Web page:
Like small businesses, many museums have been hit with closures, capacity reductions and limitations to the in-person services they can provide, requiring them to get creative with how they operate.
As shoppers flock to support small business during the holiday season — which have also struggled under the COVID-19 pandemic — museums are asking people not to forget about them.
Museum Store Sunday, an event launched by the Museum Store Association that follows Black Friday and Small Business Saturday, reminds shoppers that they can find unique holiday presents at museum gift shops.
One area museum that observed Museum Store Sunday is the Historical Society of Cheshire County, which is offering a 10 percent discount in its online store until Dec. 23, according to Marketing and Museum Store Manager Andrea Cheeney. Non-members can use the promotional code localhistory10, while members can use their promotional code to receive a 20 percent discount.
Like most businesses that rely on in-person activities, the historical society has taken a significant financial hit during the pandemic. According to Director of Education Jennifer Carroll, the historical society has had to cancel more than half of its program lineup for the year, including lectures, workshops, festivals and classes.
“Last year we conducted about 165 events in person,” she told The Sentinel in an email, noting that the historical society’s programming reached 13,000 people in 2019. “...We canceled 85 in-person programs this year, which is about 55% of our program lineup. Socially distanced outdoor walking tours for a limited number of people allowed us to continue some in-person events.”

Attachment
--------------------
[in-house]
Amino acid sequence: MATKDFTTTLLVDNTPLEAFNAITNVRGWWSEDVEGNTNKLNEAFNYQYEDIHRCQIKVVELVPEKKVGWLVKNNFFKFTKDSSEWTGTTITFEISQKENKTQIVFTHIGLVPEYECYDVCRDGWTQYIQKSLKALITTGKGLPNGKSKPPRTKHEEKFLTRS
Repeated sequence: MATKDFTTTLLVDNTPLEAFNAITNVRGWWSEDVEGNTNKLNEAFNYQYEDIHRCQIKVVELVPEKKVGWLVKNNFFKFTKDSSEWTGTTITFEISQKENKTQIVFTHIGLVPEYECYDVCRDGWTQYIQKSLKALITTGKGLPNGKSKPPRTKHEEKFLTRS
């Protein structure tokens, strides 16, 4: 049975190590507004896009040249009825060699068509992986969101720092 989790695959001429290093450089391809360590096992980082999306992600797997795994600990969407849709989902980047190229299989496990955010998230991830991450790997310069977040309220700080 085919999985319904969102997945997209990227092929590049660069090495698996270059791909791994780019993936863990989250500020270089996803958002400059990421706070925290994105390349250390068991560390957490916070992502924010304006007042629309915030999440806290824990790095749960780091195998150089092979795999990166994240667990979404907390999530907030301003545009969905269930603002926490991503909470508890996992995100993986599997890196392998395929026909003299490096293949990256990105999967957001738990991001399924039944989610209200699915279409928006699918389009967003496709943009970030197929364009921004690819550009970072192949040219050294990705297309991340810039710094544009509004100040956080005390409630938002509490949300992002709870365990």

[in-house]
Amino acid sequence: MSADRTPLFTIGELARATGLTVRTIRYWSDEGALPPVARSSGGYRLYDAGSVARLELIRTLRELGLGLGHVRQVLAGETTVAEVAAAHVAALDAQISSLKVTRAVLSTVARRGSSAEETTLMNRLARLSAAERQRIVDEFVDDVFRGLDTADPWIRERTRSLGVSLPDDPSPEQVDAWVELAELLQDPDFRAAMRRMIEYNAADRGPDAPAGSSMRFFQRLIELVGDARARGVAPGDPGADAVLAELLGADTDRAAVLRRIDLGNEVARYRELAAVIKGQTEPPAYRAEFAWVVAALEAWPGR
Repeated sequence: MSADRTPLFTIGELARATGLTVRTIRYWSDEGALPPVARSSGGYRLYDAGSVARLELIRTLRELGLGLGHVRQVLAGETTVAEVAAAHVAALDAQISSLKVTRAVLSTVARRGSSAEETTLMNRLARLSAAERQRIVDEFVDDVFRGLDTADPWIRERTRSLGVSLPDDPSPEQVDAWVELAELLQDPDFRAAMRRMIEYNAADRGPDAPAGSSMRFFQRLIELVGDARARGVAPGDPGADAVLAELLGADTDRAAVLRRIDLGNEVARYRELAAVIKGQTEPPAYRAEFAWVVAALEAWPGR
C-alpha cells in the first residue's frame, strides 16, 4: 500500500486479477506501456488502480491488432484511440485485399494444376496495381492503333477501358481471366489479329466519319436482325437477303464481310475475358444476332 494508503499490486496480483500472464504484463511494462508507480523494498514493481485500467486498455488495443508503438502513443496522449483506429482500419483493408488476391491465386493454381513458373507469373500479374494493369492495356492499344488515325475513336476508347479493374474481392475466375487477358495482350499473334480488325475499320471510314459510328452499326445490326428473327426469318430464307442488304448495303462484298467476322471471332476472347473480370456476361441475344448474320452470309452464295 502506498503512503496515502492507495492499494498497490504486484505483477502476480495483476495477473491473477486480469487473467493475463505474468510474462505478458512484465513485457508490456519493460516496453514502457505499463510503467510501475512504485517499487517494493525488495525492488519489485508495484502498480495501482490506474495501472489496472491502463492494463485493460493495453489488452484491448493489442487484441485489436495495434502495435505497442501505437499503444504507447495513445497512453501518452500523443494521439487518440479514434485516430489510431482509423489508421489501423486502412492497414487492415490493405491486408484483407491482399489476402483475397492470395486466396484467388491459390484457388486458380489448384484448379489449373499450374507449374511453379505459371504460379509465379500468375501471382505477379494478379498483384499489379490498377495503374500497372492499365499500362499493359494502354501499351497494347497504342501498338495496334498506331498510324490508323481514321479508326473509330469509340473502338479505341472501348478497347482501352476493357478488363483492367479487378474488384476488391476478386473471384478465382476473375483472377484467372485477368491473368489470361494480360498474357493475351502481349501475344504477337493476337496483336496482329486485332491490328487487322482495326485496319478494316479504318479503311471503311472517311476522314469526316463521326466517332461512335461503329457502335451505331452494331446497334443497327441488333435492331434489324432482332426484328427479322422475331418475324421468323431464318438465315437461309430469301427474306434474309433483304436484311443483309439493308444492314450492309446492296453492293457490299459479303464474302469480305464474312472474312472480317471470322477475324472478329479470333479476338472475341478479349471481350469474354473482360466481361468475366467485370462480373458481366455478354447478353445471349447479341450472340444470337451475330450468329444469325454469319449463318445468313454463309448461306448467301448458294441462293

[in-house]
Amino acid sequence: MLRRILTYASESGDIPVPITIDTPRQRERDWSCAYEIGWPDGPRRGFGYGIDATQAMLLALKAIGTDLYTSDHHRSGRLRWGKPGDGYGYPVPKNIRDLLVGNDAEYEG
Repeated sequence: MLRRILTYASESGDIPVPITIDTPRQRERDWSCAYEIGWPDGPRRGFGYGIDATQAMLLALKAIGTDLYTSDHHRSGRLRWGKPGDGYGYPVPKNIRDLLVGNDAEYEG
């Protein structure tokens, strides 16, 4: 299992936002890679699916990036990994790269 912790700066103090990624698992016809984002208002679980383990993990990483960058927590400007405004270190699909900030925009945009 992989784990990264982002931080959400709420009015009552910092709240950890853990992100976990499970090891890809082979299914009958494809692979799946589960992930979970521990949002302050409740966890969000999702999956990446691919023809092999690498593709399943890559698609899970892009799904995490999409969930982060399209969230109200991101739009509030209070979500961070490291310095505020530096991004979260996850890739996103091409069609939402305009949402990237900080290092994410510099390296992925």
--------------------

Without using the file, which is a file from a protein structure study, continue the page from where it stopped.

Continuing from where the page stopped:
The museum store had also been closed to the public in March due to the pandemic, Cheeney said. But the historical society has been focused on ramping up its online store to allow sales to continue. “The proceeds from Museum Store sales benefit our operations and educational programs,” she said in an email.
Other museums in the area have been feeling the heat as well. The Cheshire Children’s Museum closed in mid-March and didn’t open its doors again until October. While it does have a small shop, the children’s museum was closed Sunday and is not offering any holiday promotions at its store.
But Executive Director Deb Ganley said the museum is still facing financial uncertainty due to pandemic-related losses.
“This year, we had a total of 213 visitors [in November],” she said Sunday, comparing attendance numbers between November 2019 and 2020. “Last year we had just under 3,000. That’s about 7 percent of what we had last year.”
Ganley said the museum has also dramatically cut its capacity. In normal times, there could be as many as 130 visitors in the building at once with several hundred people coming in during a weekend. These days, the museum is limiting itself to two groups of 20 each day, with time set aside after each group to sanitize the facility.
Having to cancel birthday parties has been a major factor, Ganley said, with no parties held this month, compared to 13 in November 2019. The museum was booked solid through March and April, she said, and it was heartbreaking to think of all the kids who had been looking forward to their birthday at the museum only to be told they wouldn’t be able to celebrate there.